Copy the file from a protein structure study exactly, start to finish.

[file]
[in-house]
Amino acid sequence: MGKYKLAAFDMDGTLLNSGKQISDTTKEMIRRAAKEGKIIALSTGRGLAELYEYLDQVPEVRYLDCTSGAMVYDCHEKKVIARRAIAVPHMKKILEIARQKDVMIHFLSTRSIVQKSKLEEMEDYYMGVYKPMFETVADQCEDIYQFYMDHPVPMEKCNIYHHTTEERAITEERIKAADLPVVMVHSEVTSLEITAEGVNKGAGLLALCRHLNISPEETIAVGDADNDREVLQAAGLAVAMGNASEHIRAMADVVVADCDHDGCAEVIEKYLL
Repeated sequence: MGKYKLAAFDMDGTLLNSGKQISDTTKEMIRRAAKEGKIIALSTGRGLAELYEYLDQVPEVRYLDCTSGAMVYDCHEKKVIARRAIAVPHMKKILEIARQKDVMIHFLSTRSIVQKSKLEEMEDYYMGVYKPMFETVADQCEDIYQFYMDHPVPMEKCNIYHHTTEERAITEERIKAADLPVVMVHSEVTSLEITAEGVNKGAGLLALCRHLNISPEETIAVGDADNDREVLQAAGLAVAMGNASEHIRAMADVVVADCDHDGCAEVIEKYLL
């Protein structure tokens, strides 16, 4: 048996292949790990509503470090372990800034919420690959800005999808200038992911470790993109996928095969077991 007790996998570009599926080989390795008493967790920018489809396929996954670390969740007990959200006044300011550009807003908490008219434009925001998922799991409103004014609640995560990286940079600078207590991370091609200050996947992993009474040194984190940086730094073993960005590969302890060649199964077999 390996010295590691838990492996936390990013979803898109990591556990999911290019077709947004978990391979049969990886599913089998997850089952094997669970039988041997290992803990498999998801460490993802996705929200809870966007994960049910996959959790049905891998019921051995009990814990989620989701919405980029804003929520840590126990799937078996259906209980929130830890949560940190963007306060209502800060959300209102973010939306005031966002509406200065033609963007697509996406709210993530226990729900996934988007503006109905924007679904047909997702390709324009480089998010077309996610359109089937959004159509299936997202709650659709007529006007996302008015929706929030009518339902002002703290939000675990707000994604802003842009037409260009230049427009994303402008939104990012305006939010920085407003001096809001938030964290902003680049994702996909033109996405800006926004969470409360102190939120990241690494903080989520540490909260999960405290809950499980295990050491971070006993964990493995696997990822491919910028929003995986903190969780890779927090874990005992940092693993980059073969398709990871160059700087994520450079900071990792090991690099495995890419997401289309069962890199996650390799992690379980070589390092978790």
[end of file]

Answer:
[in-house]
Amino acid sequence: MGKYKLAAFDMDGTLLNSGKQISDTTKEMIRRAAKEGKIIALSTGRGLAELYEYLDQVPEVRYLDCTSGAMVYDCHEKKVIARRAIAVPHMKKILEIARQKDVMIHFLSTRSIVQKSKLEEMEDYYMGVYKPMFETVADQCEDIYQFYMDHPVPMEKCNIYHHTTEERAITEERIKAADLPVVMVHSEVTSLEITAEGVNKGAGLLALCRHLNISPEETIAVGDADNDREVLQAAGLAVAMGNASEHIRAMADVVVADCDHDGCAEVIEKYLL
Repeated sequence: MGKYKLAAFDMDGTLLNSGKQISDTTKEMIRRAAKEGKIIALSTGRGLAELYEYLDQVPEVRYLDCTSGAMVYDCHEKKVIARRAIAVPHMKKILEIARQKDVMIHFLSTRSIVQKSKLEEMEDYYMGVYKPMFETVADQCEDIYQFYMDHPVPMEKCNIYHHTTEERAITEERIKAADLPVVMVHSEVTSLEITAEGVNKGAGLLALCRHLNISPEETIAVGDADNDREVLQAAGLAVAMGNASEHIRAMADVVVADCDHDGCAEVIEKYLL
């Protein structure tokens, strides 16, 4: 048996292949790990509503470090372990800034919420690959800005999808200038992911470790993109996928095969077991 007790996998570009599926080989390795008493967790920018489809396929996954670390969740007990959200006044300011550009807003908490008219434009925001998922799991409103004014609640995560990286940079600078207590991370091609200050996947992993009474040194984190940086730094073993960005590969302890060649199964077999 390996010295590691838990492996936390990013979803898109990591556990999911290019077709947004978990391979049969990886599913089998997850089952094997669970039988041997290992803990498999998801460490993802996705929200809870966007994960049910996959959790049905891998019921051995009990814990989620989701919405980029804003929520840590126990799937078996259906209980929130830890949560940190963007306060209502800060959300209102973010939306005031966002509406200065033609963007697509996406709210993530226990729900996934988007503006109905924007679904047909997702390709324009480089998010077309996610359109089937959004159509299936997202709650659709007529006007996302008015929706929030009518339902002002703290939000675990707000994604802003842009037409260009230049427009994303402008939104990012305006939010920085407003001096809001938030964290902003680049994702996909033109996405800006926004969470409360102190939120990241690494903080989520540490909260999960405290809950499980295990050491971070006993964990493995696997990822491919910028929003995986903190969780890779927090874990005992940092693993980059073969398709990871160059700087994520450079900071990792090991690099495995890419997401289309069962890199996650390799992690379980070589390092978790």